Yukichi Hattori has been helping to build Alberta Ballet a legacy with its commercially successful shows as a dancer and choreographer. Since 2004, he’s been presenting audiences in Germany, Japan, and Canada, with a new perspective on how ballet is still relevant to our times. Now, with his choreography of Temple (one of three ballets which make up the show Up Close) showing in Edmonton the weekend of January 17th and 18that the University of Alberta’s Timms Centre, he takes this one step further by helping audiences to see what lessons the ballet discipline can offer to our own lives.
What inspired the creation of Up Close?
In the beginning [Up Close] was meant to all be done by company dancers; it was an opportunity to let the dancers be creative.
What is it about the men of Alberta Ballet that brings this performance of The Temple to life?
The females are always busy. Like two years ago they had Swan Lake, and this year they have Giselle. So because of that they’re not involved, but it’s not because I’m trying to be exclusive per say [laughs].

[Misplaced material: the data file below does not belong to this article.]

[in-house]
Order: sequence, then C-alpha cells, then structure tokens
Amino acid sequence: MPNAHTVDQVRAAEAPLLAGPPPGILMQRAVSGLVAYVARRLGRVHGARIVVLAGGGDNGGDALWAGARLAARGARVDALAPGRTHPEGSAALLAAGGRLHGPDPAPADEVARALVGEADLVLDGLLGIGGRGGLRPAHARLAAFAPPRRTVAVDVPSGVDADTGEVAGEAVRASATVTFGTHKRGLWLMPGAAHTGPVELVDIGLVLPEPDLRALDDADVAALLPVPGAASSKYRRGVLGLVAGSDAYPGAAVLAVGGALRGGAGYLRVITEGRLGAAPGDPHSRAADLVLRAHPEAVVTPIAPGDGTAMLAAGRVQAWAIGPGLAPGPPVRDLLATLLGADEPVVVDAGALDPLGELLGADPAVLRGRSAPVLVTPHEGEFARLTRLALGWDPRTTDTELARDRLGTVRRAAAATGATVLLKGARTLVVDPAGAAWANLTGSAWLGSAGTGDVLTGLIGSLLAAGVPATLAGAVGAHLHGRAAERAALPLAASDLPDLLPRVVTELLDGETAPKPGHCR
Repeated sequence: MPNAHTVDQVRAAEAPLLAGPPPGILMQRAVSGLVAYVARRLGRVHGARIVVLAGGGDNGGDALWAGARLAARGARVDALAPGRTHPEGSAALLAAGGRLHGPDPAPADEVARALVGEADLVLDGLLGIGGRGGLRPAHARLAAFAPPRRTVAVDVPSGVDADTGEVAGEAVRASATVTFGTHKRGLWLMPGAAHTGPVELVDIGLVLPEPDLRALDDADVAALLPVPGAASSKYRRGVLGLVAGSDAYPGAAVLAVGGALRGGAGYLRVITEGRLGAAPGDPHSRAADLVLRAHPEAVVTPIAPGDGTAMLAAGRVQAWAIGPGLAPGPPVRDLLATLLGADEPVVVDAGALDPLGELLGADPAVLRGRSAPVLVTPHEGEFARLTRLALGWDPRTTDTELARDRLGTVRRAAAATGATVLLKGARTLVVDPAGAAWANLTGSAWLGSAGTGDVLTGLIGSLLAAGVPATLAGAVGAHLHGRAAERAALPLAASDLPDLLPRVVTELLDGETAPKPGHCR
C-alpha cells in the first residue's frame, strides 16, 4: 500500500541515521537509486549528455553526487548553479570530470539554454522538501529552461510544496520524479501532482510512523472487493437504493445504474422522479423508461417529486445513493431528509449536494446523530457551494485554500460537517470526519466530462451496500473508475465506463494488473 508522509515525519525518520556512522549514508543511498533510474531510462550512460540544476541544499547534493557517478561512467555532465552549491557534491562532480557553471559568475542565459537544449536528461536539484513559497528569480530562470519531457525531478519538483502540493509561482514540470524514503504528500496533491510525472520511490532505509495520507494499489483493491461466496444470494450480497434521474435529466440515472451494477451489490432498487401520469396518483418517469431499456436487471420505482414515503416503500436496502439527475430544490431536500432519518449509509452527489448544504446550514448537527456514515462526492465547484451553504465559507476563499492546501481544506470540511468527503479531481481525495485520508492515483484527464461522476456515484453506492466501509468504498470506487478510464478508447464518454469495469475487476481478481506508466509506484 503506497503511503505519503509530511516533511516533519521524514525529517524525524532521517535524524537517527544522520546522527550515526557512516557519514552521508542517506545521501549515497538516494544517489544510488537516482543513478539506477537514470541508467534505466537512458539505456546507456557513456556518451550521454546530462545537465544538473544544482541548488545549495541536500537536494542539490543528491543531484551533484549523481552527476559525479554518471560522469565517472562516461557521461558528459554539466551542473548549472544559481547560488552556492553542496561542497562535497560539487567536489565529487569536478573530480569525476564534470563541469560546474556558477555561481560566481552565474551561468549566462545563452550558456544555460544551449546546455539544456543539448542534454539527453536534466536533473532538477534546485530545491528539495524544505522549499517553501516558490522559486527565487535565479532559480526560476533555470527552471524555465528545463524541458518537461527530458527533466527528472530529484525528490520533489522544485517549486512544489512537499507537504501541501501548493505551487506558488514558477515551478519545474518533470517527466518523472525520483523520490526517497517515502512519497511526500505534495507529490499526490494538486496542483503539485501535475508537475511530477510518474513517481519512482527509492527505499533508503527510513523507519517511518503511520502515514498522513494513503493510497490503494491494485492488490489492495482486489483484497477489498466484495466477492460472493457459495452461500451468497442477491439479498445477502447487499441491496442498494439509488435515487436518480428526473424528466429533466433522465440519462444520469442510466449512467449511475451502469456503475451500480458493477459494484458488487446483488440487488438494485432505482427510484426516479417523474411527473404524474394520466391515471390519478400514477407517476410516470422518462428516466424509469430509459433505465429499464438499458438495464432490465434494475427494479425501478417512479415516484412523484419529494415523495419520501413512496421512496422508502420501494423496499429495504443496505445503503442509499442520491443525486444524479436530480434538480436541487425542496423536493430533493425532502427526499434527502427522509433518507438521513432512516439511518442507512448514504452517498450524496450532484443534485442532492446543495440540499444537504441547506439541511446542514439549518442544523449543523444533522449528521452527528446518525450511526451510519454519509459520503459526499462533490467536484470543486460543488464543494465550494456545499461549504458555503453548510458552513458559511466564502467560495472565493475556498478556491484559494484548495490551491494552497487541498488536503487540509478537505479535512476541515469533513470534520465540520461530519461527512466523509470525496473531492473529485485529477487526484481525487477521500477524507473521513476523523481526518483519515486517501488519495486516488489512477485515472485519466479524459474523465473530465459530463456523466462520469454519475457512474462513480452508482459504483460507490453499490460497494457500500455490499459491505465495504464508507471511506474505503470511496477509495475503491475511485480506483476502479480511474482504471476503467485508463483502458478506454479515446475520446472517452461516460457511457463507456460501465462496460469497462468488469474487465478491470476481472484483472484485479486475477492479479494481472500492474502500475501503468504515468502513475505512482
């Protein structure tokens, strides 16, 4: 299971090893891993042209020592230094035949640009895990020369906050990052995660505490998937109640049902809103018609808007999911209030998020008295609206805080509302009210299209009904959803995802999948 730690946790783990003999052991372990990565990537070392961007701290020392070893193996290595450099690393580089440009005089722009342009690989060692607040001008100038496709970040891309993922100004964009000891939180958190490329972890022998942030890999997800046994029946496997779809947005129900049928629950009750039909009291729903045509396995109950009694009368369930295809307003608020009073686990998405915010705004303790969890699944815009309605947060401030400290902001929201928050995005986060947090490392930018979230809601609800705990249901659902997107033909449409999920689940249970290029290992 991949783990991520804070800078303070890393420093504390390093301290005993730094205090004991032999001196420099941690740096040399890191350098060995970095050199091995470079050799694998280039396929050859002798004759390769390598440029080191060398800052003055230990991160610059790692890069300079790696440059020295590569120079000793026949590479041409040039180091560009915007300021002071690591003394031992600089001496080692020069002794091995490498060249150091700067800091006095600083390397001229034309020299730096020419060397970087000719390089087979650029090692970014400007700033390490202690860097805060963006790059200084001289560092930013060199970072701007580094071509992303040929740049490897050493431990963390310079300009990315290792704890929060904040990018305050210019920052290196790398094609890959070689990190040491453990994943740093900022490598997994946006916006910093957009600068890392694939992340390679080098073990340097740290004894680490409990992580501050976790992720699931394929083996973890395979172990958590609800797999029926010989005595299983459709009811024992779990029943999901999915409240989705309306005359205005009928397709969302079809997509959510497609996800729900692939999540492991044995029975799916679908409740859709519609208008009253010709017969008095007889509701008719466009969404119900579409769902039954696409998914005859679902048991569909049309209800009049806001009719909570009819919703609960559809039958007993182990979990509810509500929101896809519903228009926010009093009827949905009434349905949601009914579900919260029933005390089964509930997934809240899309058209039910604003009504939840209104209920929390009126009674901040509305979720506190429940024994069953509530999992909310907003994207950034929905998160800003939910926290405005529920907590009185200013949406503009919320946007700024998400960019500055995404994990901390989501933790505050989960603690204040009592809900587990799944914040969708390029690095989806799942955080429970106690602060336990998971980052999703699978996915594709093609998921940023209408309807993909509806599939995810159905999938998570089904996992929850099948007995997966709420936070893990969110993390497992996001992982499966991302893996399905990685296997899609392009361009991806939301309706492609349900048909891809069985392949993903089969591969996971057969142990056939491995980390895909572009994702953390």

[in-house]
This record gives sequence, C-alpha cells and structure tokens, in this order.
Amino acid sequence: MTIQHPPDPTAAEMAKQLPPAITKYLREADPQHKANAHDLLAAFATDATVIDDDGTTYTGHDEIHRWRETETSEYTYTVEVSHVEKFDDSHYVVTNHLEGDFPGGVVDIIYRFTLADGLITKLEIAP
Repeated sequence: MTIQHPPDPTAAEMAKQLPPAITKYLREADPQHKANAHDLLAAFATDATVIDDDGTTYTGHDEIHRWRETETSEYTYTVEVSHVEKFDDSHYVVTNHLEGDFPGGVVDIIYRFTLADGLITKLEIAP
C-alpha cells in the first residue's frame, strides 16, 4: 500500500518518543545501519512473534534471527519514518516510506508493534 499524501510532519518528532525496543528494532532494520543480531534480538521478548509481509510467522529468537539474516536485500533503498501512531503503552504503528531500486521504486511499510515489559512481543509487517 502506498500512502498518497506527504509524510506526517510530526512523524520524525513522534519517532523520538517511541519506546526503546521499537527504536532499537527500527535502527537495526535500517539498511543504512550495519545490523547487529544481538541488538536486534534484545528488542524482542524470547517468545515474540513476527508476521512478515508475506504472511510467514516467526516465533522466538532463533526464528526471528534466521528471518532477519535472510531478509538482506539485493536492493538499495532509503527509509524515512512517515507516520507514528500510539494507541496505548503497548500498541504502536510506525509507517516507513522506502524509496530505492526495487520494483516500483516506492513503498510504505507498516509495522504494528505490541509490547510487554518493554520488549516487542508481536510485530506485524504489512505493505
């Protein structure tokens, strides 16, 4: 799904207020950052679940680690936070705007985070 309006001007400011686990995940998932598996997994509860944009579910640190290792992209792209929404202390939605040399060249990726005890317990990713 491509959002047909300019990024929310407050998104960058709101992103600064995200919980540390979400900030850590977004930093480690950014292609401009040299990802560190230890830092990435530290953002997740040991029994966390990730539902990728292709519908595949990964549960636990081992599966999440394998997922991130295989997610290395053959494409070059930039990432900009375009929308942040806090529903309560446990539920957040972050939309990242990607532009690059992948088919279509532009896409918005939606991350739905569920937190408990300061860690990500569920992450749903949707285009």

With both the audience and the dancers in such a close space – you can feel the breath and things like that, which makes it so much more intense. In a bigger stage of course there are things we can do that are different and that touches people in other ways, but in an intimate setting like this, you really feel that you’re having a conversation throughout the performance. With Up Close, I really feel that [the dancers and the audience] have a nice conversation with each other.
What are you hoping that audiences will take away from this performance of The Temple in addition to having a conversation with the dancers?
This piece I’ve made is based on our ballet dancers’ daily training. Unfortunately, in North America there are a lot of people who still think that being a ballet dancer isn’t a real job. Sometimes I still get lots of questions like, “So what do you do during the day?” [Laughs] Yeah, so I [get frustrated] when people say that I should get a Master’s degree in Dance or Art and things like that, and just because we didn’t go to a school that is recognized we get labelled from people who don’t understand what we do. So Temple is to show how much concentration and how much discipline goes into ballet. I’m making a piece around that and I’ve combined it with Gregorian chants —which is the oldest style of European music sung by men [a long time ago], and these days there are females involved as well. The show is almost a religious environment; we show audiences our bodies are temples and that we have to build it each and every day through discipline and repetition.
Interview by: Becky Hagan-Egyir
Photo credit: Paul McGrath